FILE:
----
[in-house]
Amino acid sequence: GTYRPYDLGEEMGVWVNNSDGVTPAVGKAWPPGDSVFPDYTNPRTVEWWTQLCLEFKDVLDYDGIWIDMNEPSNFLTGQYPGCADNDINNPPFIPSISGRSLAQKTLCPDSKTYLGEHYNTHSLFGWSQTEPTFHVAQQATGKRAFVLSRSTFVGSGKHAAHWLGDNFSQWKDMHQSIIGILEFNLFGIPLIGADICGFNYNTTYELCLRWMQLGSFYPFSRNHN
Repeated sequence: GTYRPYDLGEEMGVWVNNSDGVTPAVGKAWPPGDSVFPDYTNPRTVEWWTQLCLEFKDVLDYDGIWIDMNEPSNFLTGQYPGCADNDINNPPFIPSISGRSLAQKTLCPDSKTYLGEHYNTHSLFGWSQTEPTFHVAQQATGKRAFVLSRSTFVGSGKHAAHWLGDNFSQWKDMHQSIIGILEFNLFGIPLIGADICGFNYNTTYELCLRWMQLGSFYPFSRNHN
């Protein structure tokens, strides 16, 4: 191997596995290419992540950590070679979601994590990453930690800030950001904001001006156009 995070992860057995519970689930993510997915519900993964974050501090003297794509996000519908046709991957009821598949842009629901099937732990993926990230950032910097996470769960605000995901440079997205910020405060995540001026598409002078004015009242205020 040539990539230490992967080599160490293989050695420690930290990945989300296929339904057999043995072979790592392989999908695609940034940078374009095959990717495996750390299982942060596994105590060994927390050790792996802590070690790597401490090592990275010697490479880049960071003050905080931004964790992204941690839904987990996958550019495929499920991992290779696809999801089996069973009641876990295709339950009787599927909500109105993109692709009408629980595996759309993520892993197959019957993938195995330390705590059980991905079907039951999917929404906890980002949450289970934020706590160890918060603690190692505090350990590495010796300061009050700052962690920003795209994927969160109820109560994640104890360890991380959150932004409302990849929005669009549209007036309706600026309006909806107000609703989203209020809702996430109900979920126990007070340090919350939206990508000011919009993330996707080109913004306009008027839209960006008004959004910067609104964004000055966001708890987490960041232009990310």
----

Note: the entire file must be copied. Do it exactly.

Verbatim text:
[in-house]
Amino acid sequence: GTYRPYDLGEEMGVWVNNSDGVTPAVGKAWPPGDSVFPDYTNPRTVEWWTQLCLEFKDVLDYDGIWIDMNEPSNFLTGQYPGCADNDINNPPFIPSISGRSLAQKTLCPDSKTYLGEHYNTHSLFGWSQTEPTFHVAQQATGKRAFVLSRSTFVGSGKHAAHWLGDNFSQWKDMHQSIIGILEFNLFGIPLIGADICGFNYNTTYELCLRWMQLGSFYPFSRNHN
Repeated sequence: GTYRPYDLGEEMGVWVNNSDGVTPAVGKAWPPGDSVFPDYTNPRTVEWWTQLCLEFKDVLDYDGIWIDMNEPSNFLTGQYPGCADNDINNPPFIPSISGRSLAQKTLCPDSKTYLGEHYNTHSLFGWSQTEPTFHVAQQATGKRAFVLSRSTFVGSGKHAAHWLGDNFSQWKDMHQSIIGILEFNLFGIPLIGADICGFNYNTTYELCLRWMQLGSFYPFSRNHN
């Protein structure tokens, strides 16, 4: 191997596995290419992540950590070679979601994590990453930690800030950001904001001006156009 995070992860057995519970689930993510997915519900993964974050501090003297794509996000519908046709991957009821598949842009629901099937732990993926990230950032910097996470769960605000995901440079997205910020405060995540001026598409002078004015009242205020 040539990539230490992967080599160490293989050695420690930290990945989300296929339904057999043995072979790592392989999908695609940034940078374009095959990717495996750390299982942060596994105590060994927390050790792996802590070690790597401490090592990275010697490479880049960071003050905080931004964790992204941690839904987990996958550019495929499920991992290779696809999801089996069973009641876990295709339950009787599927909500109105993109692709009408629980595996759309993520892993197959019957993938195995330390705590059980991905079907039951999917929404906890980002949450289970934020706590160890918060603690190692505090350990590495010796300061009050700052962690920003795209994927969160109820109560994640104890360890991380959150932004409302990849929005669009549209007036309706600026309006909806107000609703989203209020809702996430109900979920126990007070340090919350939206990508000011919009993330996707080109913004306009008027839209960006008004959004910067609104964004000055966001708890987490960041232009990310």